12 laboratories from 8 European countries reported data in time to be included in this report. The laboratories have been given numerical codes that will be used in all the cross-testing experiments in the current year of the programme. For the purposes of this report they have also been assigned letter-codes (because single-character codes are needed in the histograms and Mandel plots).
Laboratory I (196) reported that they had some troubles with their freezing cabinet in the second run.
Samples of three aggregates were prepared and distributed by Partners 3 and 4. The three aggregates were all production materials and were chosen so that they would give a wide range of results in both the Freeze/Thaw test and the Magnesium Sulfate test.
The samples were prepared, for each level of the experiment, as if they were laboratory samples all taken from one bulk sample. The laboratory samples for Level 2 were prepared by dividing a bulk sample using a rotary sample divider. The laboratory samples for Levels 1 and 3 were prepared by fractional shovelling. In this process a bulk sample of about 250kg of aggregate was laid out in a line along a rubber mat, and a small flat-bottomed shovel with a capacity of about 0.5kg was used to take increments always from the same end of the line. 15 sample containers were placed in a circle around the line of aggregate, and the increments were placed in these in sequence, until each sample container had received 30 increments.
The participants were required to prepare and test two sets of three test specimens from each sample. Hence the critical range and the measures of repeatability and reproducibility given by the experiment are consistent with the definitions of Wc, r1 and R1.
Laboratory averages are used to calculate the reproducibility of the test method, and to assess laboratory biasses. Between-test-result ranges and between-test-specimen standard deviations are used to calculate the repeatability of the test method, and to assess the repeatability of tests from individual laboratories. The averages, ranges and standard deviations are shown in the histograms, and the laboratory averages are plotted in the Mandel plots.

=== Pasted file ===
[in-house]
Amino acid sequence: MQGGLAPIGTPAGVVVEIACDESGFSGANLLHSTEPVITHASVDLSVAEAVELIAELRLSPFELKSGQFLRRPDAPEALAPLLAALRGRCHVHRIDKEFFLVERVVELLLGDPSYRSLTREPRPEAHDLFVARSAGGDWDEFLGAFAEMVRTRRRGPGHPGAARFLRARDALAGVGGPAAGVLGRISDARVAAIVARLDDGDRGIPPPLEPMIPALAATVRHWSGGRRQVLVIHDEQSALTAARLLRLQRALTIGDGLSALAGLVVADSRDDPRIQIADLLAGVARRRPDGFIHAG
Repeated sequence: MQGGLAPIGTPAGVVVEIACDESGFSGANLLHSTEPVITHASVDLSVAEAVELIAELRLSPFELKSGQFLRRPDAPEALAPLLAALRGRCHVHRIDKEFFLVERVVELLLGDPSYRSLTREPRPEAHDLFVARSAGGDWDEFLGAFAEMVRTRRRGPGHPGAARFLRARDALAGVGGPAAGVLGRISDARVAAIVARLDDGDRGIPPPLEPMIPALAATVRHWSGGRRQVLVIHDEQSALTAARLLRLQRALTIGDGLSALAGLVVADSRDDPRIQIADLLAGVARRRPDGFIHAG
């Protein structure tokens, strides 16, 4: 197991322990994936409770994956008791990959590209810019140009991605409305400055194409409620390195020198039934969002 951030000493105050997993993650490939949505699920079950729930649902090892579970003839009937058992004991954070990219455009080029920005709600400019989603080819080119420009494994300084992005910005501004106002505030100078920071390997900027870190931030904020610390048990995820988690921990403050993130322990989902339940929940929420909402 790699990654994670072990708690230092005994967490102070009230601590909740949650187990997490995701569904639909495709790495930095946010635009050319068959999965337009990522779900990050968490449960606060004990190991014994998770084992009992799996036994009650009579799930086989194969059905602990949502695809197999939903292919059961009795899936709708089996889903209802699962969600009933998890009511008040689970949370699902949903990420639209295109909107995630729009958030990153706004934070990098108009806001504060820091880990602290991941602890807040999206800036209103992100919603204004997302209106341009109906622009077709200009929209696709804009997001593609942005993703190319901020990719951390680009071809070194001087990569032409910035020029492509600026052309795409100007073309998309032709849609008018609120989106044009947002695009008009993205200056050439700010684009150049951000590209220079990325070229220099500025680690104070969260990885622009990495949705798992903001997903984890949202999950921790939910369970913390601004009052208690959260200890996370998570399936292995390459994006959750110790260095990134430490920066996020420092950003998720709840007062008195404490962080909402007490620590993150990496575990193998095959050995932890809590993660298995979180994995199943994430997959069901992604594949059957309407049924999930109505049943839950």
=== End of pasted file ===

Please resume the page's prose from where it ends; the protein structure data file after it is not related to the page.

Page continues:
Note that between-test-specimen standard deviations are used to calculate the precision values in Table 1. In practice it is more convenient for laboratory staff to check their repeatability by comparing between-test-specimen ranges with the corresponding critical range than to use between-test-specimen ranges. The critical range is related to the between-test-specimen standard deviation by a simple formula.
The averages, ranges and standard deviations are also used to test for stragglers and outliers. Where these have been found, they are indicated throughout using a single question mark (?) to indicate a straggler, and a double question mark (??) to indicate an outlier. Standardised values of the averages, ranges and standard deviations are shown in the Mandel plots. These figures are used to identify laboratories that give rise to large laboratory biasses, or large between-test-result ranges, or large between-test-specimen standard deviations, in more than one level of an experiment. The horizontal broken lines in these graphs show the critical values of the "h" and "k" statistics at the 5% and 1% significant levels, taken from the revised ISO standard on precision (ISO 5725 Accuracy (trueness and precision) of measurement methods and results; Part 2 Basic methods for the determination of repeatability and reproducibility of a standard measurement method.).